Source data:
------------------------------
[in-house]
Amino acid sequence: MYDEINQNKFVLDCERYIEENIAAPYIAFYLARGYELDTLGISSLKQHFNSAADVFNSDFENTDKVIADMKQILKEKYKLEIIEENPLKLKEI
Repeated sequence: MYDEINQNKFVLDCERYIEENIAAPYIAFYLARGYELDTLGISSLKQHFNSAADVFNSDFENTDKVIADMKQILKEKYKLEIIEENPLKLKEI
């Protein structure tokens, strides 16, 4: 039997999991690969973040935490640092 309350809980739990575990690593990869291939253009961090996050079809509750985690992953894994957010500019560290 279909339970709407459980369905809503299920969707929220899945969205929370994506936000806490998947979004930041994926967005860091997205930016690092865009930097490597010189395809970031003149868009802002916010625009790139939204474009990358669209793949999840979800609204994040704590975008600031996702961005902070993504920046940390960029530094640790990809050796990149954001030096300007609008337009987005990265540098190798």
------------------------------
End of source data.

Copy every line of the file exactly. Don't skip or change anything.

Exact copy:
[in-house]
Amino acid sequence: MYDEINQNKFVLDCERYIEENIAAPYIAFYLARGYELDTLGISSLKQHFNSAADVFNSDFENTDKVIADMKQILKEKYKLEIIEENPLKLKEI
Repeated sequence: MYDEINQNKFVLDCERYIEENIAAPYIAFYLARGYELDTLGISSLKQHFNSAADVFNSDFENTDKVIADMKQILKEKYKLEIIEENPLKLKEI
């Protein structure tokens, strides 16, 4: 039997999991690969973040935490640092 309350809980739990575990690593990869291939253009961090996050079809509750985690992953894994957010500019560290 279909339970709407459980369905809503299920969707929220899945969205929370994506936000806490998947979004930041994926967005860091997205930016690092865009930097490597010189395809970031003149868009802002916010625009790139939204474009990358669209793949999840979800609204994040704590975008600031996702961005902070993504920046940390960029530094640790990809050796990149954001030096300007609008337009987005990265540098190798």